November 2, 2016. Where were you at 11:47 p.m. Central time, when this happened?
All right, so it was actually November 3 in Cleveland, 12:47 a.m. Eastern time, when Kris Bryant’s throw nestled into Anthony Rizzo’s glove and the Cubs ended the longest championship drought in the history of American professional sports.
But November 2 is what it says on the boxscore and so here we are, one year later, looking for the next Cubs World Series championship. While we’re reminiscing about what happened one year ago today, let’s take stock of where the Cubs franchise is at this point in history.
It’s interesting to note, a year after that triumph, our reaction to being bounced out of the National League Championship Series this October, compared to how we felt two years ago. In 2015, which felt like something of a gift of a season. I don’t think anyone here was too upset about losing to the Mets, who simply shut down the Cubs offense with airtight pitching and scored a bunch of runs mainly thanks to Daniel Murphy.
This is likely because it seemed as if the Cubs were set for several postseason runs to come, that 2015 would be the first of many, and of course the ultimate such run came last year.
Now? After a similar dismantling in the NLCS in 2017, what happens? Recriminations and wholesale changes in the coaching staff.
Obviously, expectations now are higher than at any point in Cubs history. It’s now not good enough just to get to the NLCS, even though it was clear that the 2017 Cubs were flawed in many areas and the 2017 Dodgers were a buzzsaw. It happens, even to teams that were better than this year’s Cubs. Just ask this year’s Indians what it meant to win 102 games and have the best regular-season record in the American League. They all watched the World Series at home with the rest of us.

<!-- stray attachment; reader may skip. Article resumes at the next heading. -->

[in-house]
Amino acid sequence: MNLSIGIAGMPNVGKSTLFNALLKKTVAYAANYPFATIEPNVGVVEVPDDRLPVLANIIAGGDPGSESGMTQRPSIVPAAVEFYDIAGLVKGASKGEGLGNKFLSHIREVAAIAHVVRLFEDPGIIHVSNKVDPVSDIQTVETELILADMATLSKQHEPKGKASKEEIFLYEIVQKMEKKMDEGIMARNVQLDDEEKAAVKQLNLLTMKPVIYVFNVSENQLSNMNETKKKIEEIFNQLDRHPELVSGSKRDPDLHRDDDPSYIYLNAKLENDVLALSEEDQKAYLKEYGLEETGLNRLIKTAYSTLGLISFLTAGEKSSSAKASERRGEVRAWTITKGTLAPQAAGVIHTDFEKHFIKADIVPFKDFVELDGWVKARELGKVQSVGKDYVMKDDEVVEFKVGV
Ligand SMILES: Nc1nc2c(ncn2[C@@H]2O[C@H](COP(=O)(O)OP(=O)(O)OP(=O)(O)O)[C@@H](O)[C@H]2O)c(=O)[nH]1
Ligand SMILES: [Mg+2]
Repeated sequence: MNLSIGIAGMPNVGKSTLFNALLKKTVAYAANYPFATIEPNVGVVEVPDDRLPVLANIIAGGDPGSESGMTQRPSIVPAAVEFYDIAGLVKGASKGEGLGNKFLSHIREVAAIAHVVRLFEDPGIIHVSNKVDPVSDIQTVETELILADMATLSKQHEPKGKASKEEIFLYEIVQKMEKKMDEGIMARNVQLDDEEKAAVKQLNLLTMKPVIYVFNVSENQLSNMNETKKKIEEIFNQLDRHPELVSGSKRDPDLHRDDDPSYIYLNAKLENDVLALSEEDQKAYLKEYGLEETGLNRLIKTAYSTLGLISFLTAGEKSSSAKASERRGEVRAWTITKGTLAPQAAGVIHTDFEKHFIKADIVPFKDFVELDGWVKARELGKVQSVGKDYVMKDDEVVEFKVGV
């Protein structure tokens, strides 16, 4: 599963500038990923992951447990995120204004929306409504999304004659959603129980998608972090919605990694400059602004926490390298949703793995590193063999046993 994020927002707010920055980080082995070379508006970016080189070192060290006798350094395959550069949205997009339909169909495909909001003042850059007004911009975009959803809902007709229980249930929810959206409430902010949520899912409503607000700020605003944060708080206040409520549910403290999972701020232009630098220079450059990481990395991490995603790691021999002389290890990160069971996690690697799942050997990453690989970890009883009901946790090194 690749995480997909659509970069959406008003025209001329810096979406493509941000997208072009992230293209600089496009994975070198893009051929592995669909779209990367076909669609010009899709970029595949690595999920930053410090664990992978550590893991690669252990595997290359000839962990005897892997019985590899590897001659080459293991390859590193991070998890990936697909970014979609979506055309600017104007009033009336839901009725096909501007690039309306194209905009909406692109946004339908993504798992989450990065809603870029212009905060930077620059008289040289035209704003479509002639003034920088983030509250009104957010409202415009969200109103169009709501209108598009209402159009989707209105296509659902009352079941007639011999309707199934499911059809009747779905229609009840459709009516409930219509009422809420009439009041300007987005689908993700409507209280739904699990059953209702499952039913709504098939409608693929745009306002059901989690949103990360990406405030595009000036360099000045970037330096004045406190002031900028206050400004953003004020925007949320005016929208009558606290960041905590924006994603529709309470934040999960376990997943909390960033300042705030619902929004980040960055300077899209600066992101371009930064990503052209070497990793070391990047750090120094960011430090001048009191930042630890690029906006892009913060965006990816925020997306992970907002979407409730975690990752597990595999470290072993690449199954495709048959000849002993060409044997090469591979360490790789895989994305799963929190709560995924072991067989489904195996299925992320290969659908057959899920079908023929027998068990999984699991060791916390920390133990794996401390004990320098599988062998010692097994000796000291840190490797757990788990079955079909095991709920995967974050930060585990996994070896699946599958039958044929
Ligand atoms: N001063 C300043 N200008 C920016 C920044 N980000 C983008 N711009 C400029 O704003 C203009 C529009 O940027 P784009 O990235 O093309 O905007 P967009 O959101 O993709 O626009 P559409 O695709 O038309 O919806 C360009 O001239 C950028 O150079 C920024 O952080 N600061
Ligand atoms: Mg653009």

What we do expect is smart decisions to be made, and I think Theo & Co. have already made some in the recent changes to the coaching staff. This stands in contrast to what William Wrigley did to this franchise after 1930, when they didn’t repeat the 1929 N.L. pennant, winning eight fewer games and finishing two games out of first place. Wrigley fired manager Joe McCarthy, thinking he wasn’t a “winner.” That was one of the worst decisions in the history of the franchise, as McCarthy went on to win eight pennants and seven World Series with the Yankees. Now, clearly a lot of that was Yankee talent, but the Cubs of the 1930s were talented too. We’ll never know what they might have done with McCarthy in charge. We’re lucky to have Joe Maddon now — he’s the best Cubs manager since McCarthy.
This management team is smart enough to know that repeating as winners is hard, really hard, and they appear to have a clear idea of what to do to get back there. Nine teams played in the World Series at least once between 2011 and 2016: Giants, Rangers, Cardinals, Tigers, Red Sox, Royals, Mets, Cubs and Indians. Of those teams, just three made the postseason in 2017 and five — Rangers, Tigers, Giants, Red Sox and Mets —have had 90-loss seasons since their World Series appearances.
It is, then, hard to sustain success but I believe the Cubs will get back to the World Series at least once more over the next few seasons; further, I believe they will win at least one more time with the current core of players. While that’s not guaranteed, I have a strong feeling this front office and field management understands well how to accomplish this goal and will do so.
In the meantime, 2016 will eternally be special in the hearts and minds of every Cubs fan. Not one of us here had experienced what it felt to be the champion of all of baseball prior to one year ago today. Now we all share in that joy. No matter how many championships the Cubs win in my lifetime, the feeling of November 2, 2016 will remain with me forever. It can't be duplicated. Repeated? Sure. But that first time will always remain the most special.
As I wrote in that exhilarating early morning of November 3, 2016: Let’s do it again next year!